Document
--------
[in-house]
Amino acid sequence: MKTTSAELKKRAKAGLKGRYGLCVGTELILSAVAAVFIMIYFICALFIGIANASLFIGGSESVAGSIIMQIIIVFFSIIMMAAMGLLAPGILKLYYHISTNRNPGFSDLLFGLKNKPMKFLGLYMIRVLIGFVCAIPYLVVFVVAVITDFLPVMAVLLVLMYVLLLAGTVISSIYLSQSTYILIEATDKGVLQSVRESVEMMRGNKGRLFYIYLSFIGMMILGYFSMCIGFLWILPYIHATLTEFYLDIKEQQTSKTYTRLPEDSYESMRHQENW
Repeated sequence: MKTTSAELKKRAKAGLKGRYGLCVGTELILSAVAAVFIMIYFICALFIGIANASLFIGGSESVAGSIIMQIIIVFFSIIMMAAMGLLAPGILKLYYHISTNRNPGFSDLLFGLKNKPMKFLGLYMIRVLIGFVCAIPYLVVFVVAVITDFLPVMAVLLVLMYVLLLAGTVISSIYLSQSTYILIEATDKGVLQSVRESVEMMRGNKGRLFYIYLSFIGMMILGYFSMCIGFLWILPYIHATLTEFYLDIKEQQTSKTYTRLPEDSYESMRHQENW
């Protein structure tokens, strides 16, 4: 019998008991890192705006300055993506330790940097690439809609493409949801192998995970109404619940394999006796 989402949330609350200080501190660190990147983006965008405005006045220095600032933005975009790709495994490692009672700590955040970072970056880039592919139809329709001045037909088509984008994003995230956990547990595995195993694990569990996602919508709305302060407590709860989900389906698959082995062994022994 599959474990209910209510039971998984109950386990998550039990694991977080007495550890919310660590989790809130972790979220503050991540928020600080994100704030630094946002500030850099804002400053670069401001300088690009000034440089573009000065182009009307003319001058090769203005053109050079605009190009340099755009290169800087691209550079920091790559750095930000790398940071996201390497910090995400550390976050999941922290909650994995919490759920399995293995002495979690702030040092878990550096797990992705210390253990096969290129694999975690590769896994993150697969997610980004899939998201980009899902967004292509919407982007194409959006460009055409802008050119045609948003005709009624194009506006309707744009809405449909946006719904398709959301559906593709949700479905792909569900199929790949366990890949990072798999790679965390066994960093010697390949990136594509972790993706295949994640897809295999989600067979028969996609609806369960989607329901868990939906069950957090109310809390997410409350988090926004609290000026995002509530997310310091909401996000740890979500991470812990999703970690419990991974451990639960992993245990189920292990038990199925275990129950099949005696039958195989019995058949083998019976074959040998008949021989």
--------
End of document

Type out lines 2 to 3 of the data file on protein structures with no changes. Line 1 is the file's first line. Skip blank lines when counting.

Amino acid sequence: MKTTSAELKKRAKAGLKGRYGLCVGTELILSAVAAVFIMIYFICALFIGIANASLFIGGSESVAGSIIMQIIIVFFSIIMMAAMGLLAPGILKLYYHISTNRNPGFSDLLFGLKNKPMKFLGLYMIRVLIGFVCAIPYLVVFVVAVITDFLPVMAVLLVLMYVLLLAGTVISSIYLSQSTYILIEATDKGVLQSVRESVEMMRGNKGRLFYIYLSFIGMMILGYFSMCIGFLWILPYIHATLTEFYLDIKEQQTSKTYTRLPEDSYESMRHQENW
Repeated sequence: MKTTSAELKKRAKAGLKGRYGLCVGTELILSAVAAVFIMIYFICALFIGIANASLFIGGSESVAGSIIMQIIIVFFSIIMMAAMGLLAPGILKLYYHISTNRNPGFSDLLFGLKNKPMKFLGLYMIRVLIGFVCAIPYLVVFVVAVITDFLPVMAVLLVLMYVLLLAGTVISSIYLSQSTYILIEATDKGVLQSVRESVEMMRGNKGRLFYIYLSFIGMMILGYFSMCIGFLWILPYIHATLTEFYLDIKEQQTSKTYTRLPEDSYESMRHQENW